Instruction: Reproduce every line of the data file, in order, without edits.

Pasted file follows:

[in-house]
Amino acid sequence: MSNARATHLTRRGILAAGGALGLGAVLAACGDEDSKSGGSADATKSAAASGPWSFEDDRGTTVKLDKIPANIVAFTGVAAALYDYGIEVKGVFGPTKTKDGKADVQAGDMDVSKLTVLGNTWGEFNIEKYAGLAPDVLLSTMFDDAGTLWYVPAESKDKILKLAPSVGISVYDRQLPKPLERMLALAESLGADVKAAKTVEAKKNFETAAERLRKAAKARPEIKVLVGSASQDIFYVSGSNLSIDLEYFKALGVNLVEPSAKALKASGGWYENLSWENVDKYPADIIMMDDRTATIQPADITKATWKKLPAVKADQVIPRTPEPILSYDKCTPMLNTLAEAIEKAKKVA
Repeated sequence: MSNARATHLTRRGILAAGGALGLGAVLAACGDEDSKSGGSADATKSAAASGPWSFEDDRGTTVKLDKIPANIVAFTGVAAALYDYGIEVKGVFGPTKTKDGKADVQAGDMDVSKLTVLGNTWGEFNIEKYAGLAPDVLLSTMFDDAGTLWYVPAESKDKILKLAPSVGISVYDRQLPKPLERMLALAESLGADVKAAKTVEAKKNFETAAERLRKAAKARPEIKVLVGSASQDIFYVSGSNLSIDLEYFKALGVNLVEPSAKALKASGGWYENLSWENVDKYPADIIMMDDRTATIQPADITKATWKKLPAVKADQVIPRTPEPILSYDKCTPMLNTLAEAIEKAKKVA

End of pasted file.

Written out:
[in-house]
Amino acid sequence: MSNARATHLTRRGILAAGGALGLGAVLAACGDEDSKSGGSADATKSAAASGPWSFEDDRGTTVKLDKIPANIVAFTGVAAALYDYGIEVKGVFGPTKTKDGKADVQAGDMDVSKLTVLGNTWGEFNIEKYAGLAPDVLLSTMFDDAGTLWYVPAESKDKILKLAPSVGISVYDRQLPKPLERMLALAESLGADVKAAKTVEAKKNFETAAERLRKAAKARPEIKVLVGSASQDIFYVSGSNLSIDLEYFKALGVNLVEPSAKALKASGGWYENLSWENVDKYPADIIMMDDRTATIQPADITKATWKKLPAVKADQVIPRTPEPILSYDKCTPMLNTLAEAIEKAKKVA
Repeated sequence: MSNARATHLTRRGILAAGGALGLGAVLAACGDEDSKSGGSADATKSAAASGPWSFEDDRGTTVKLDKIPANIVAFTGVAAALYDYGIEVKGVFGPTKTKDGKADVQAGDMDVSKLTVLGNTWGEFNIEKYAGLAPDVLLSTMFDDAGTLWYVPAESKDKILKLAPSVGISVYDRQLPKPLERMLALAESLGADVKAAKTVEAKKNFETAAERLRKAAKARPEIKVLVGSASQDIFYVSGSNLSIDLEYFKALGVNLVEPSAKALKASGGWYENLSWENVDKYPADIIMMDDRTATIQPADITKATWKKLPAVKADQVIPRTPEPILSYDKCTPMLNTLAEAIEKAKKVA